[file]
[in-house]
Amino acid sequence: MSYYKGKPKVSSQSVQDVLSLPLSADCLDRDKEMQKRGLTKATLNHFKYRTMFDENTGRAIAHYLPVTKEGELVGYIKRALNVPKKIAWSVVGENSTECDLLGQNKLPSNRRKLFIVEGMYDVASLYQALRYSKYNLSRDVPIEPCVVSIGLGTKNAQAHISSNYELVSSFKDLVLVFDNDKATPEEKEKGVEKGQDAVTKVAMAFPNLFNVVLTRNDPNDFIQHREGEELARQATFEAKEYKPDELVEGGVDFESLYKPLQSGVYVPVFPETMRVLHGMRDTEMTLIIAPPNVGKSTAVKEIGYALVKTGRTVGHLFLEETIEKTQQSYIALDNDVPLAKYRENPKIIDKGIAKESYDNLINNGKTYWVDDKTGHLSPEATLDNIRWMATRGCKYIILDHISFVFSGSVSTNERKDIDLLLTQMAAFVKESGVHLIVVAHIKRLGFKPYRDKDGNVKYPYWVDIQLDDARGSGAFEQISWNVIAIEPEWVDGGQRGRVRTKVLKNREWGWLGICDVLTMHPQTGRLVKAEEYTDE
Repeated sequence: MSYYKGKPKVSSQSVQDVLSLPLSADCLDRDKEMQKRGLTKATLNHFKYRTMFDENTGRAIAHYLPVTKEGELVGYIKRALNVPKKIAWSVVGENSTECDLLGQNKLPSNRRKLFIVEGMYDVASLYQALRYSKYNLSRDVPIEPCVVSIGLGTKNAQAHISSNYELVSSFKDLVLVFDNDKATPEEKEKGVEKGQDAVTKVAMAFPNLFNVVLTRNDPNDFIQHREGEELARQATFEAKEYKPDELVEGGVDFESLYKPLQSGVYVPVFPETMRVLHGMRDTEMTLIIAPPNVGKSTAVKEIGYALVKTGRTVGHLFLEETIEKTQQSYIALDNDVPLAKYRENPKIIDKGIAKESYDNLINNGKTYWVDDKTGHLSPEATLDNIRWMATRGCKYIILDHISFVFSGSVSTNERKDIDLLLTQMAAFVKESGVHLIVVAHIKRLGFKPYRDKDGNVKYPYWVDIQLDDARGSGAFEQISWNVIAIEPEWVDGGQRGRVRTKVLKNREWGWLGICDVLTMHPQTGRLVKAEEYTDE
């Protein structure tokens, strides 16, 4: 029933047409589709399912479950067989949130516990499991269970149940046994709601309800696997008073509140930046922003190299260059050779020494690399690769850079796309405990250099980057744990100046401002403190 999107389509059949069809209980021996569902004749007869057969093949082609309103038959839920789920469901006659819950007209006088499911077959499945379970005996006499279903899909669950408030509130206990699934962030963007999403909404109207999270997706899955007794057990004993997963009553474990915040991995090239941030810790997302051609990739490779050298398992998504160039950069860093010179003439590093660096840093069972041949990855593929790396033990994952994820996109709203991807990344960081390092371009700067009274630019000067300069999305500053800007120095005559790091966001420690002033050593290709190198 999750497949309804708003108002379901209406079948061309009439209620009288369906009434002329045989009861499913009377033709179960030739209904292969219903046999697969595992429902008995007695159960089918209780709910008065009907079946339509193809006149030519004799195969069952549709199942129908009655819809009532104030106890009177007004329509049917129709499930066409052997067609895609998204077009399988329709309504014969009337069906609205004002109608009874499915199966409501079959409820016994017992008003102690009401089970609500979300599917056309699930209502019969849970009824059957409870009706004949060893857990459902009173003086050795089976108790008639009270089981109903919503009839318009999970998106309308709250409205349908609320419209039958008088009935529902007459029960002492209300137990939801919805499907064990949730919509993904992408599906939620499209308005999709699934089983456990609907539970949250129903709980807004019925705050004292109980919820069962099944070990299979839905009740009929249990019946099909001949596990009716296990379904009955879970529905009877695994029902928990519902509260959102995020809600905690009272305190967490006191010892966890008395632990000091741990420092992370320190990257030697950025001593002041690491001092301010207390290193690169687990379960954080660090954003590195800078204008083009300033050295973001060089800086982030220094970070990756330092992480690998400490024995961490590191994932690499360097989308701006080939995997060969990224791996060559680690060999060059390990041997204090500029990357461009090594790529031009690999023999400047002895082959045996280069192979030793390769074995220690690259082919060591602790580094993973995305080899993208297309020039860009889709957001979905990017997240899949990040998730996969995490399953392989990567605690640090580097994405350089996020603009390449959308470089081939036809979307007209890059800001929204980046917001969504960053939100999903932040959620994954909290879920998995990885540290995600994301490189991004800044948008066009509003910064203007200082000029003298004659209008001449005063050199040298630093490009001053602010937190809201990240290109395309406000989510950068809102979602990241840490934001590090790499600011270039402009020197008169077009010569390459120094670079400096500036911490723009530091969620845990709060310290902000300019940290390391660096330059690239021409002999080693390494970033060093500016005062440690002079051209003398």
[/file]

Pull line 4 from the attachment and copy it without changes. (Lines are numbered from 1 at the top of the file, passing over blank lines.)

């Protein structure tokens, strides 16, 4: 029933047409589709399912479950067989949130516990499991269970149940046994709601309800696997008073509140930046922003190299260059050779020494690399690769850079796309405990250099980057744990100046401002403190 999107389509059949069809209980021996569902004749007869057969093949082609309103038959839920789920469901006659819950007209006088499911077959499945379970005996006499279903899909669950408030509130206990699934962030963007999403909404109207999270997706899955007794057990004993997963009553474990915040991995090239941030810790997302051609990739490779050298398992998504160039950069860093010179003439590093660096840093069972041949990855593929790396033990994952994820996109709203991807990344960081390092371009700067009274630019000067300069999305500053800007120095005559790091966001420690002033050593290709190198 999750497949309804708003108002379901209406079948061309009439209620009288369906009434002329045989009861499913009377033709179960030739209904292969219903046999697969595992429902008995007695159960089918209780709910008065009907079946339509193809006149030519004799195969069952549709199942129908009655819809009532104030106890009177007004329509049917129709499930066409052997067609895609998204077009399988329709309504014969009337069906609205004002109608009874499915199966409501079959409820016994017992008003102690009401089970609500979300599917056309699930209502019969849970009824059957409870009706004949060893857990459902009173003086050795089976108790008639009270089981109903919503009839318009999970998106309308709250409205349908609320419209039958008088009935529902007459029960002492209300137990939801919805499907064990949730919509993904992408599906939620499209308005999709699934089983456990609907539970949250129903709980807004019925705050004292109980919820069962099944070990299979839905009740009929249990019946099909001949596990009716296990379904009955879970529905009877695994029902928990519902509260959102995020809600905690009272305190967490006191010892966890008395632990000091741990420092992370320190990257030697950025001593002041690491001092301010207390290193690169687990379960954080660090954003590195800078204008083009300033050295973001060089800086982030220094970070990756330092992480690998400490024995961490590191994932690499360097989308701006080939995997060969990224791996060559680690060999060059390990041997204090500029990357461009090594790529031009690999023999400047002895082959045996280069192979030793390769074995220690690259082919060591602790580094993973995305080899993208297309020039860009889709957001979905990017997240899949990040998730996969995490399953392989990567605690640090580097994405350089996020603009390449959308470089081939036809979307007209890059800001929204980046917001969504960053939100999903932040959620994954909290879920998995990885540290995600994301490189991004800044948008066009509003910064203007200082000029003298004659209008001449005063050199040298630093490009001053602010937190809201990240290109395309406000989510950068809102979602990241840490934001590090790499600011270039402009020197008169077009010569390459120094670079400096500036911490723009530091969620845990709060310290902000300019940290390391660096330059690239021409002999080693390494970033060093500016005062440690002079051209003398």